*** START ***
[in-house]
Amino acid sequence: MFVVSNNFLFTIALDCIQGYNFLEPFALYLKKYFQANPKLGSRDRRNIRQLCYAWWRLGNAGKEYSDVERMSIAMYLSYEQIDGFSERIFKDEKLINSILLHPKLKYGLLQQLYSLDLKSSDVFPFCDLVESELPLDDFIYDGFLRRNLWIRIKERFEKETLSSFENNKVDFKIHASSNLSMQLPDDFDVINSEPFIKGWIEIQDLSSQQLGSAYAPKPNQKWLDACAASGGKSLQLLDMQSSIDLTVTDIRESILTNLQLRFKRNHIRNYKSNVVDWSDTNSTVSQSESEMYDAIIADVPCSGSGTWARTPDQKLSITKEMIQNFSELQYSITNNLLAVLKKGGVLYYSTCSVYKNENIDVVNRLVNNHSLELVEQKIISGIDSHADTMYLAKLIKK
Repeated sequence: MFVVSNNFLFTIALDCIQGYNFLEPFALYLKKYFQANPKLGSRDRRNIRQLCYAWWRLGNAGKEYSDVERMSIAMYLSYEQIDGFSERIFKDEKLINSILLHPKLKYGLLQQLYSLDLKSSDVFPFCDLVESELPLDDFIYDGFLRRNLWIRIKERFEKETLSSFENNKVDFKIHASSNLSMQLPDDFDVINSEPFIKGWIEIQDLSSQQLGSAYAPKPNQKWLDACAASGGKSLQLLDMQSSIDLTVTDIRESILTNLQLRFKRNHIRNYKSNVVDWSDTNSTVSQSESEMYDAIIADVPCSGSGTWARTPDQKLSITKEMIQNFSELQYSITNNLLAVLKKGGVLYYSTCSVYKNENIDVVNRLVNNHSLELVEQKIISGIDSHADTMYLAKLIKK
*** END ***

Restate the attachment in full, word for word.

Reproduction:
[in-house]
Amino acid sequence: MFVVSNNFLFTIALDCIQGYNFLEPFALYLKKYFQANPKLGSRDRRNIRQLCYAWWRLGNAGKEYSDVERMSIAMYLSYEQIDGFSERIFKDEKLINSILLHPKLKYGLLQQLYSLDLKSSDVFPFCDLVESELPLDDFIYDGFLRRNLWIRIKERFEKETLSSFENNKVDFKIHASSNLSMQLPDDFDVINSEPFIKGWIEIQDLSSQQLGSAYAPKPNQKWLDACAASGGKSLQLLDMQSSIDLTVTDIRESILTNLQLRFKRNHIRNYKSNVVDWSDTNSTVSQSESEMYDAIIADVPCSGSGTWARTPDQKLSITKEMIQNFSELQYSITNNLLAVLKKGGVLYYSTCSVYKNENIDVVNRLVNNHSLELVEQKIISGIDSHADTMYLAKLIKK
Repeated sequence: MFVVSNNFLFTIALDCIQGYNFLEPFALYLKKYFQANPKLGSRDRRNIRQLCYAWWRLGNAGKEYSDVERMSIAMYLSYEQIDGFSERIFKDEKLINSILLHPKLKYGLLQQLYSLDLKSSDVFPFCDLVESELPLDDFIYDGFLRRNLWIRIKERFEKETLSSFENNKVDFKIHASSNLSMQLPDDFDVINSEPFIKGWIEIQDLSSQQLGSAYAPKPNQKWLDACAASGGKSLQLLDMQSSIDLTVTDIRESILTNLQLRFKRNHIRNYKSNVVDWSDTNSTVSQSESEMYDAIIADVPCSGSGTWARTPDQKLSITKEMIQNFSELQYSITNNLLAVLKKGGVLYYSTCSVYKNENIDVVNRLVNNHSLELVEQKIISGIDSHADTMYLAKLIKK